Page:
Cedar River Bed and Breakfast, located outside the town of Mitchell, serves as a rustic retreat for guests.
But even those who want to get away from it all still need to connect online to the outside world, especially business travelers, said Herb Wright, who co-owns the B&B with his wife, Jody.
That’s why the couple was excited to learn high-speed internet will be coming to Mitchell later this year through a federal grant.
The B&B offers WiFi to guests, but without broadband it has to be obtained over the air from the north water tower in Osage.
“The weather can affect it,” Herb said.
Also, if the B&B is at full occupancy and guests are trying to get on the internet at the same time, “It bogs down,” he said.
Having a high-speed internet connection also will save the Wrights money in the long run because they will no longer need a land line to take credit card information or a satellite dish to provide TV service in the guest rooms, Herb said.
The USDA announced in January that Osage Municipal Utilities will receive nearly $5,000 to build modern broadband infrastructure in the Mitchell area.
Around 100 residents and a couple dozen businesses will benefit from the grant for improved internet access, according to Josh Byrnes, OMU general manager.
If it weren’t for the USDA grant, there might not have been any other way to get broadband internet to Mitchell because the population isn’t big enough to make it viable for investors, Byrnes said.
Two years ago, OMU built a fiber trunk line from Lyle, Minnesota, to Osage to add more internet bandwidth.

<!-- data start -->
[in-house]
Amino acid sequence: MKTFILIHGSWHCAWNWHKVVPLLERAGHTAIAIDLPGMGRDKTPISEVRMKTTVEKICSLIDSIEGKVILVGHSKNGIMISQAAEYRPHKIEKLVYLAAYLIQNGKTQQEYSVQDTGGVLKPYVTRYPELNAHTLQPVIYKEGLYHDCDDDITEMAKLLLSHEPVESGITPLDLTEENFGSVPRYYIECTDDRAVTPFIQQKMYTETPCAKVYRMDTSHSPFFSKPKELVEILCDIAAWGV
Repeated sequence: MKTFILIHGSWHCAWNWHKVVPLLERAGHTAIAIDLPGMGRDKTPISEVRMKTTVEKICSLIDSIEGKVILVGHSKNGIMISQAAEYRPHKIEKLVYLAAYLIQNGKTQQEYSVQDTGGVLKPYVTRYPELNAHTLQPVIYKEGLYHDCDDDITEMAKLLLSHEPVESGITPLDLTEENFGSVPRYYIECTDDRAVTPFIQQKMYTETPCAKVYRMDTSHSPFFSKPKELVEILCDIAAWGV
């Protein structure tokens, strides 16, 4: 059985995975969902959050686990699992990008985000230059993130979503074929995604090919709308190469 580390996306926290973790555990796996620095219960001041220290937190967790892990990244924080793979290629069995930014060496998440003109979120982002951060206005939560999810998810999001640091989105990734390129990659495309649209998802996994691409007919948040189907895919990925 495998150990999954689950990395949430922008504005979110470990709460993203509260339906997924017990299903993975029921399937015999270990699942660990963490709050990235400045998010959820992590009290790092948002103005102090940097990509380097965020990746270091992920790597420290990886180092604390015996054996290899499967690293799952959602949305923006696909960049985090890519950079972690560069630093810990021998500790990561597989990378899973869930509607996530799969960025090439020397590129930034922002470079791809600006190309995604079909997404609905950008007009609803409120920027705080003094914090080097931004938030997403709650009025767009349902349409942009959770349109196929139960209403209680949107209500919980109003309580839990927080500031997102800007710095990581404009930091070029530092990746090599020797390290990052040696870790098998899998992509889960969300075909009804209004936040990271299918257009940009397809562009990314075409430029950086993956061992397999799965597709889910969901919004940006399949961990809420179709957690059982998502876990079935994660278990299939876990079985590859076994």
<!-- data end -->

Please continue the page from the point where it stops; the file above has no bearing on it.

The line ran through the town of Mitchell, and OMU placed an underground vault there to make future broadband expansion to the area possible if funding could be found.
Now that funds are available, Byrnes anticipates the expansion will be complete by late summer.
One of the Mitchell businesses that will benefit from having a high-speed internet connection is The Old County Seat Bar and Grill.
Jennifer Blunt, who co-owns the restaurant and tavern with her mother, Kim Pedersen, said their internet currently goes down about twice a week.
The business needs the internet for its credit card machines.
It’s also impossible to do the cash close at the end of the night without an online connection, according to Blunt. If the outage were to last longer than 48 hours, all the credit card information would be lost.
“It will be really beneficial for us not to have to worry about those interruptions in our service,” she said.
Blunt and Pedersen can’t make changes to their menu, such as what their specials are, if the internet is down.
They also need a reliable connection to complete their weekly online order for supplies, according to Blunt.
Blunt and Pedersen, who are both professional bookkeepers, work with other small businesses in Mitchell.
“They are really excited about it (high-speed internet),” Blunt said.
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